Background music (BGM) and background radio applications are used regularly throughout most commercial and industry settings.
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Background music and background radio is designed to provide non-intrusive 'low level' (often described as passive) audio levels to help improve and enhance the installation setting. The choice of music / radio, and the volume levels are chosen and set so that the audio can be listened to without adverse impact to the setting activities.
Background music is somewhat subjective, there are some people that just don't like it. However, designed correctly, with the volume levels set appropriately, most people approve and enjoy BGM. Research has provided evidence of the positive effects that BGM can provide to businesses, workers and also the public in the many commercial and industry settings.
MusicWorks, is a joint initiative set up between the two leading music industry licencing organisations, the PPL and the PRS. MusicWorks provides research into background music and the positive benefit it can give to businesses and the workplace. For example, MusicWorks research has shown that there is clear evidence that worker job satisfaction, morale and productivity is improved when BGM is provided.
Typical, traditional BGM application solutions will contain:
Music audio source: From local storage - eg. CD, MP3, USB players
Radio audio source: From an FM/DAB radio tuner
Mixer/Amplifier: To provide the basic audio processing and output power
Loudspeakers: To produce the audio/music
IP BGM uses an IP network (LAN, WAN and Internet) to distribute and stream IP music and IP radio. IP based BGM designs and solutions can be created that were complex, difficult or simply not possible using traditional products and technology. For example, a large retail company or multi-site organisation could choose to centralise their BGM, perhaps throughout the country - providing improved control and deployment flexibility of streaming IP music and radio.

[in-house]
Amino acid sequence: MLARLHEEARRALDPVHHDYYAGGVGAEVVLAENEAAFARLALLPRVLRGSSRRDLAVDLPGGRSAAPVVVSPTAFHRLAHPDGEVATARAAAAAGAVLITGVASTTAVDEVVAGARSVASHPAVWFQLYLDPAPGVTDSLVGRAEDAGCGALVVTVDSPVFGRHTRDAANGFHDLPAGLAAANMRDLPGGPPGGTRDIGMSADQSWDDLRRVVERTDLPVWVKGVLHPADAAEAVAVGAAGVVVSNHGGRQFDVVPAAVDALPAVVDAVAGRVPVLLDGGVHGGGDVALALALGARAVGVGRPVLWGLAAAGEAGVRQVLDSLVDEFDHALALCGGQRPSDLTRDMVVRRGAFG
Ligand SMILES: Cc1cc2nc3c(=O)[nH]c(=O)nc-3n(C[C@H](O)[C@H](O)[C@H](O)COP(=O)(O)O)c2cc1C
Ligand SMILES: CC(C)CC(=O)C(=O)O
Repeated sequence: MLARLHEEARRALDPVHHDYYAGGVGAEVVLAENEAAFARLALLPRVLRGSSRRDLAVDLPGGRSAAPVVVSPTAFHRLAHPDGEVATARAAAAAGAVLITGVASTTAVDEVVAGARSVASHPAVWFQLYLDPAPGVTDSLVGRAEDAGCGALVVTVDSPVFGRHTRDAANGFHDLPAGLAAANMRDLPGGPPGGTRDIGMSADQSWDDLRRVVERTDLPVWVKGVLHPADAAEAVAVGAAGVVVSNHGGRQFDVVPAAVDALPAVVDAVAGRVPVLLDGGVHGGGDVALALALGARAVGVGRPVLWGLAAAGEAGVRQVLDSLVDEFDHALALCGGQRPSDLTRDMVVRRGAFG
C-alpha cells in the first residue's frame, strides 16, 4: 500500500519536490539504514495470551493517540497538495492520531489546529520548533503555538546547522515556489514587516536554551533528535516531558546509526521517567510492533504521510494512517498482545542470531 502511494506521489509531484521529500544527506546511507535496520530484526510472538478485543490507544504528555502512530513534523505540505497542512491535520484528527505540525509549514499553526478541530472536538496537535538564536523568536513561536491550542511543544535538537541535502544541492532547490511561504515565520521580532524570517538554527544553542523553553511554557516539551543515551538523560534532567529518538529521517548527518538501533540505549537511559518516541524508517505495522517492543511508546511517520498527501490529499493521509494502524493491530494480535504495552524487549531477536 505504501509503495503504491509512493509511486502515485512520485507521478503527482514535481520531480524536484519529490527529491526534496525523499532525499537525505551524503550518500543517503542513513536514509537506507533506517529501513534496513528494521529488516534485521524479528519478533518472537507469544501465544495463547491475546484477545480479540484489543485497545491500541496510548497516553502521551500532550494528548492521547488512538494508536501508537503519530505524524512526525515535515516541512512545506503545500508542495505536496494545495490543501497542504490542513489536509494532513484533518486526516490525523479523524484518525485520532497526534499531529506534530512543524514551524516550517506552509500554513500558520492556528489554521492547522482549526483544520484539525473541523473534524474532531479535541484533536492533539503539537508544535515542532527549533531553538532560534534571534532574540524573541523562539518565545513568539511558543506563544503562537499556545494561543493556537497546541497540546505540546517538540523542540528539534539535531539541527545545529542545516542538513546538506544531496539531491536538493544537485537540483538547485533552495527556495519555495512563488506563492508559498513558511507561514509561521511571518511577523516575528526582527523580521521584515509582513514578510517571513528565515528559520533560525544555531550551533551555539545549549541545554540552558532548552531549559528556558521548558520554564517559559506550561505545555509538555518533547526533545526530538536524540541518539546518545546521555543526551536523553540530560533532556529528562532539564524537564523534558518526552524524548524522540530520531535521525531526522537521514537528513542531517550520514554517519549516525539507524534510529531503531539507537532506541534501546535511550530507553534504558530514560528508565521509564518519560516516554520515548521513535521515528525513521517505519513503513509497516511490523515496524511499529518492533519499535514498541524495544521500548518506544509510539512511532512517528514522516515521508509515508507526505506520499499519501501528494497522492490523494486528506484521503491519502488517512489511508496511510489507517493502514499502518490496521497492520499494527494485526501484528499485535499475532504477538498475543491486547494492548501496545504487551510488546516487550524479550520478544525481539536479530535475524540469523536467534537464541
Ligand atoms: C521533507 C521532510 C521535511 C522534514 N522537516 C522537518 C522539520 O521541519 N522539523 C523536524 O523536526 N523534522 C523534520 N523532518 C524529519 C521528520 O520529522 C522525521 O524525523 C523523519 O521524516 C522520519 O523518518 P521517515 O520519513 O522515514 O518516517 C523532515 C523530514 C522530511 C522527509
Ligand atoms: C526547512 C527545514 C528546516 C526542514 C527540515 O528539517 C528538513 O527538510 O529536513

When considering background music or background radio (commercial or public broadcast), there are two organisations and licencing authorities you must consider.
The Public Performance Licencing (PPL): This organisation licences 'recorded' music for public and/or commercial broadcast. The PPL focus is to the performers and artists. It collects and distributes licence fees as royalties, to recording artists and other qualifying members.
The Performing Rights Society (PRS): This organisation represents songwriters, composers (including lyrics) and music publishing companies. The PRS collects and distributes royalties on their behalf.
Do I need both licences? Song writers, performers and the music industry protects and enforces copyright through licencing. In all situations, we would always advise your direct contact with both licencing organisations to ascertain your specific licencing requirements. However, if you plan to use BGM in the workplace and/or publically, then you will almost certainly require both licences (even if you plan for a radio only BGM, as the music, ads and 'jingles' are protected).